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  • Writer's pictureJustin Merrigan

The Channel Islands with Condor Ferries

Jersey via Poole with Condor Voyager and Condor Liberation

Condor Voyager Guernsey
Condor Voyager © Tony Rive

For more than 30 years, Condor Ferries has operated passenger services between the Channel Islands, the United Kingdom and France. However, the company’s history dates back much further to 1947 when it operated as Commodore Shipping and provided the first lifeline freight services to the Channel Islands. More recently, there have been significant changes, both in terms of the markets Condor Ferries services and how it operates.

In November 2019, the Columbia Threadneedle European Sustainable Infrastructure Fund (ESIF), in consortium with Brittany Ferries, acquired Condor Ferries from Macquarie Infrastructure and Real Assets (MIRA). Brittany Ferries holds a minority stake in the Guernsey-based company.

Each year, Condor carries approximately one million passengers, almost 200,000 passenger vehicles, and over 900,000 freight lane metres between Guernsey, Jersey, the UK, and Saint Malo. In doing so the company supports the three main strands of the Channel Islands’ economy by bringing in tourists, delivering essential freight services and providing year-round travel for islanders.

On the freight side of the business, Condor Ferries delivers a daily service to Jersey and Guernsey along with a weekly rotation to Saint Malo with the freight-only Commodore Goodwill and the RoPax Commodore Clipper.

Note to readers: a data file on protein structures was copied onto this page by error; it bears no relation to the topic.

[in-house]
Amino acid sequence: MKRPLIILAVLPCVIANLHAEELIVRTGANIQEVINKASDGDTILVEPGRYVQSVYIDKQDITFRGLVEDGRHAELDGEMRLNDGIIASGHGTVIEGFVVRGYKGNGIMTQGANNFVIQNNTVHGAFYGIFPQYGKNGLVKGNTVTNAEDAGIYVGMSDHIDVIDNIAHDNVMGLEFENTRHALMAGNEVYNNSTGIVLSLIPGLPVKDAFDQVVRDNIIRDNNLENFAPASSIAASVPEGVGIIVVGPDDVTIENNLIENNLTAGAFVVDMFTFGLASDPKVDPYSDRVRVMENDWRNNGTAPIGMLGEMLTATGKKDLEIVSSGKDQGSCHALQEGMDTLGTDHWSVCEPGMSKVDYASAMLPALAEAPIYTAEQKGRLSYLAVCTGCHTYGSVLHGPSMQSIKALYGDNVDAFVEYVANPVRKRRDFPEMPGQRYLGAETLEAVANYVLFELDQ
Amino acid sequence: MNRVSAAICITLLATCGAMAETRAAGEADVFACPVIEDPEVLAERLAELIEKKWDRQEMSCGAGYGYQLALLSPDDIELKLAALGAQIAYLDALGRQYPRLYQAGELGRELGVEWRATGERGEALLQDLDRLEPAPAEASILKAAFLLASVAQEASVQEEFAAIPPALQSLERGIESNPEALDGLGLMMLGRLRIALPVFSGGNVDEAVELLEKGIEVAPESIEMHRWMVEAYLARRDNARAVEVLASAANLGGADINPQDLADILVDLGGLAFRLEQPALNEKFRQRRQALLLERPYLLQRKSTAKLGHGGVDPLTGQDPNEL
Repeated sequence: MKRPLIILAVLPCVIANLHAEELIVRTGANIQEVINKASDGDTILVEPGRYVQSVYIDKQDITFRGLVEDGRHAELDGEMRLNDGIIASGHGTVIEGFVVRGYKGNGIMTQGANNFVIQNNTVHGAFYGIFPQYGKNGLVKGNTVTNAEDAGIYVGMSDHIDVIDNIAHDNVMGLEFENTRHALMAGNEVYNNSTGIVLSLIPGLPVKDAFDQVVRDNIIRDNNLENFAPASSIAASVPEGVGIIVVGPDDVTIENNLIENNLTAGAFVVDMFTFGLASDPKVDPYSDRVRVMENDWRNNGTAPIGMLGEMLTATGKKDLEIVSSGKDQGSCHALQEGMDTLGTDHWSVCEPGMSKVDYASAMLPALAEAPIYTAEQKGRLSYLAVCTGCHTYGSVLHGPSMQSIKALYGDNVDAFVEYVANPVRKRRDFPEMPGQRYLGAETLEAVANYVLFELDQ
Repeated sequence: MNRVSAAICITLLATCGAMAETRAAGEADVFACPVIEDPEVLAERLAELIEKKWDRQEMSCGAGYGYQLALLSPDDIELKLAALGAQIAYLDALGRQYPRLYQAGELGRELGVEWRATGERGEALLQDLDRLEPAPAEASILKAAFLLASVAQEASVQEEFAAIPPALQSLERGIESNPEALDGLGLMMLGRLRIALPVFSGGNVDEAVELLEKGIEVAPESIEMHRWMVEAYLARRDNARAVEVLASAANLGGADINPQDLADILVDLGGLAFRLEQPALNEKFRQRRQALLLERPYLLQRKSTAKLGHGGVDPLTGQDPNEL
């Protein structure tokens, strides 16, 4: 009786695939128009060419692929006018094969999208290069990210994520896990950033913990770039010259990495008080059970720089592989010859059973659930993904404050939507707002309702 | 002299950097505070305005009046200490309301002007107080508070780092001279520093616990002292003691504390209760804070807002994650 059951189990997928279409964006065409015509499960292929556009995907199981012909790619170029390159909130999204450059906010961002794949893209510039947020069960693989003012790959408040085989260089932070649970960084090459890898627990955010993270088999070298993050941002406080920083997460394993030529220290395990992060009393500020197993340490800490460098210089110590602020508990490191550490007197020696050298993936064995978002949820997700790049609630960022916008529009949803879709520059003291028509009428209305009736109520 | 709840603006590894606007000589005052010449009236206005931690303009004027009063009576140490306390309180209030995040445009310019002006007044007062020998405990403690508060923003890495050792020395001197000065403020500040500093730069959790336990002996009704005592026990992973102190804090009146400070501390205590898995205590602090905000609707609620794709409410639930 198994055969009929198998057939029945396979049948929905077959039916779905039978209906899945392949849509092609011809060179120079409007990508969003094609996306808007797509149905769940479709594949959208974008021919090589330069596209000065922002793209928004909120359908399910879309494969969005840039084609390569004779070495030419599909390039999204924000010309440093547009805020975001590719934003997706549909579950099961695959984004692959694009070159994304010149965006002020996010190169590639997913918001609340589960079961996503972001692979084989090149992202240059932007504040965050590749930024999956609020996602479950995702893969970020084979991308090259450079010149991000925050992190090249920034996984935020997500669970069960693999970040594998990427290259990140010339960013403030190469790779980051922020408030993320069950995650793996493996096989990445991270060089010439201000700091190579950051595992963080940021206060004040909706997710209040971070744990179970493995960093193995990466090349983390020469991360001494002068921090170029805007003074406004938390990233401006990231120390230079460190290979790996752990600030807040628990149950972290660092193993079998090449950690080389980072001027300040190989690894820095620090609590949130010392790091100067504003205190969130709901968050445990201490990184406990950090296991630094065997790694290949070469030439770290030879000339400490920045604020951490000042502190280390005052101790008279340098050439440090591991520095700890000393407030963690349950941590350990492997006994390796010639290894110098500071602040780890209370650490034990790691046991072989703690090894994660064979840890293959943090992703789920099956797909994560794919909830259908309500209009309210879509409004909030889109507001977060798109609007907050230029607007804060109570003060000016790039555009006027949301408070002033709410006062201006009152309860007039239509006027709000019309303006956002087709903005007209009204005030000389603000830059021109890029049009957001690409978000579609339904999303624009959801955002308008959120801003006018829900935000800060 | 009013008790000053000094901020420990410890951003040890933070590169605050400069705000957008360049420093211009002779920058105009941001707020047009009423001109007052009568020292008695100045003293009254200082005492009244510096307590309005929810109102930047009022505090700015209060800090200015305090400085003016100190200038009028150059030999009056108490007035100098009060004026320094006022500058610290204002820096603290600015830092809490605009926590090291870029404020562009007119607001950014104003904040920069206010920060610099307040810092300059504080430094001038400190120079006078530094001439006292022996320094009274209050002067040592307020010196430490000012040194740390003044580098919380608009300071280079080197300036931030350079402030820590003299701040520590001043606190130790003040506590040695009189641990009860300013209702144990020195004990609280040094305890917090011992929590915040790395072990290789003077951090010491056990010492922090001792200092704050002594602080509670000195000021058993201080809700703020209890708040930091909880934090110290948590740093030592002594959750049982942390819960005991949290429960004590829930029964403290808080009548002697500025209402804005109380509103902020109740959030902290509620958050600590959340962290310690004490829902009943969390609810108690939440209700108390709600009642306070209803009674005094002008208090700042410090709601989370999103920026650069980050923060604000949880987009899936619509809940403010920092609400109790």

RoPax Commodore Clipper Jersey
Commodore Clipper loading at St Helier, Jersey. © Justin Merrigan

In July 2021 Condor sold the Incat 86 metre high speed craft Condor Rapide to Spanish firm Trasmapi and replaced her with Incat 98 metre craft Normandie Express from the Brittany Ferries fleet. As Condor Voyager she is based in Saint Malo for services from there to Jersey and Guernsey with additional crossings to Poole alongside Condor Liberation.

Keen to see Condor Voyager in her new role, we took the opportunity to visit Jersey for a weekend at the end of July 2022, sailing from Poole in the high speed craft Condor Liberation and returning in the fleet newcomer.

Outward from Poole in the Condor Liberation © Justin Merrigan

Jersey lighthouse
La Corbière lighthouse © Justin Merrigan

Technical problems can affect all ferry operators from time-to-time, and so it was with Condor Liberation for our outward sailing – crossing to St Helier at a slow 13-15 knots. Looking for a positive, on what was a gloriously sunny day it did however give us a pleasing cruise past the islands of Alderney, Sark and Guernsey before arriving in Jersey four hours late.

Jersey is a beautiful island, with much to see and do. From World War II bunkers to beautiful castles and the breathtaking La Corbière lighthouse, towering over the island’s south-western corner, flanked by rocks and reached by a causeway. Also worth visiting, the Jersey War Tunnels are particularly fascinating. This vast network of underground tunnels was designed to allow the German occupying infantry to withstand Allied air raids and bombardment in the event of an invasion. In 1943, it was converted into an emergency hospital. A lot to fit in to a very short stay but certainly a taster for a future visit.!

Jersey's stunning shoreline. © Justin Merrigan